Soon after Tendolkar checked his landing gear, the plane lost power, Profita said. Why it lost power is under investigation by the Federal Aviation Administration and the National Transportation Safety Board.

Tendolkar, who was not injured, declined comment. Although he wasn’t injured, he had to be pulled from the cockpit by a neighbor who saw the plane go down and ran to help.
Donald Ray Henry said he was standing in his backyard on Canonicus Street talking to a friend when he heard the sputtering engine of a plane overhead.

Henry’s friend, Clarence McGarner, a Baton Rouge police detective, glanced up and said out loud to himself: “That plane is kind of low.”

Seconds later, the southbound Cessna flew right over Henry’s roof, grazed the top of a towering pine tree and crashed into a live oak tree three houses down the street.

The oak spun the plane around and it came to rest at 10:19 a.m. atop a downed tree branch.

“It was an almost perfect crash,” McGarner said.

After he saw the plane hit the tree, McGarner jumped into his car to call police headquarters and report a plane had gone down, while Henry ran toward the plane to check on anyone inside.

He found an alert pilot who was able to talk and help push out a broken window.

Numerous agencies, including the Baton Rouge fire and police departments, EMS and State Police, arrived at the crash site.

(snip)

Later that afternoon, police found the marijuana plants 10 to 15 yards from the plane.

“You never know when you’re going to have a plane crash in your backyard,” McKneely said.

I'M FROM BATON ROUGE, and I miss home. Nothing like this happens in respectably Midwestern and sedate Omaha (By God!) Nebraska.

The closest thing we've had here recently was last year's "Bare-Bottom Bandit," whose pants fell down as he drunkenly burglarized a liquor store, only to be caught red-handed and bare-assed by security cameras.

But a plane crashing in the 'hood, leading the cops to discover Ganja Acres? That, podna, only could happen in my hometown.

So if there's any lesson to be learned here, it has to be what the Baton Rouge police spokeswoman said: Don't grow pot because “You never know when you’re going to have a plane crash in your backyard.”

Wednesday, June 20, 2007

Georges of a feather. . . .


George Armstrong Custer.

George Walker Bush.

Both share a "whatever it takes" mentality in battling a rival civilization, even if the "whatever" part cuts at the heart of one's own. Both acted boldly to the point of recklessness in attacking their enemies. Both got themselves in deep, deep trouble when their boldness linked up with a fundamental misjudgment about the nature of their adversaries.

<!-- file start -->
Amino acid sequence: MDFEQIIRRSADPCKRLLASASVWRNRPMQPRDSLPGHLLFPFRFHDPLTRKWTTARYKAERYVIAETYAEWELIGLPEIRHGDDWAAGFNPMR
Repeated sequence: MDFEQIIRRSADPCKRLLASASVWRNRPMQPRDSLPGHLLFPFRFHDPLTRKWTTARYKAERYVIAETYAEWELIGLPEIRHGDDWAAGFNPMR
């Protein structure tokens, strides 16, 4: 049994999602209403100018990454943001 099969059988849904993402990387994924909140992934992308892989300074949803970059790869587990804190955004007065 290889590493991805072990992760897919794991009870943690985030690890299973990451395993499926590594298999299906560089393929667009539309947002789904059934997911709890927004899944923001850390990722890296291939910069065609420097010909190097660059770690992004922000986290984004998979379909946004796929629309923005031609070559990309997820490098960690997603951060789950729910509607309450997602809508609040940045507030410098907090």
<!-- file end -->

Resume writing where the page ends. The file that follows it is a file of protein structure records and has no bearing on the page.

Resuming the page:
In Custer's case, all that little blunder at Little Big Horn cost was his batallion -- down to the last man . . . including Custer.

In Bush's case, all his fundamental misunderstanding of the Muslim world, coupled with his rush to rash action, cost was . . . we don't know yet. If we're lucky, the United States will slink, humiliated, out of a ruined and genocidal Iraq.

IF WE'RE NOT, it's gonna be a lot worse than that.

For example, George Bush thinks democracy is a talisman that will, of its own accord, purge the Islamic world of its violent and hegemonistic demons. But didn't fair and free elections hand the Palestinian Authority's parliament to Hamas, a fundamentalist Islamic movement sworn to obliterating Israel?

How's that working out for all concerned, George?

In his Creators Syndicate column, Washington Times editorial page editor Tony Blankley points to a book Islamic scholar Akbar Ahmed has written. Everywhere and in every way, things are not working out very well at all.

Dr. Ahmed is a worldly man of letters who profoundly believes that collective good can be accomplished by individual acts of good conscience -- that each of us (Muslim, Christian, Jew, Hindu) must connect with others and live out our convictions for our common humanity in the face of tribalism, religion and other dividing forces. Thus, his reach out to me, a fiery American nationalist TV commentator and editor to find if not complete common ground, at least common friendship.

His new book, "Journey into Islam: The Crisis of Globalization," is thus particularly heartbreaking for me. As a trained anthropologist, he took three of his students on a six-month journey around the Muslim world to investigate what Muslims are thinking.

His conclusion: Due to both misjudgments by the United States and regrettable developments in Muslim attitudes, "The poisons are spreading so rapidly that without immediate remedial action, no antidote may ever be found." And Dr. Ahmed has always been an optimist.

He divides Muslim attitudes into three categories named after Indian Muslim cities that have historically championed them: Ajmer, Aligarh and Deoband.

Ajmer represents peaceful Sufi mysticism, Aligarth represents the instinct to modernize without corrupting Islam, Deoband represents non-fatalistic, practical, action-oriented orthodox Islam. It traces to Ibn Taymiyya, a 14th-Century thinker who lived when Islam was reeling from the Mongol invasions. He rejected Islam's prior easy, open acceptance of non-Muslims.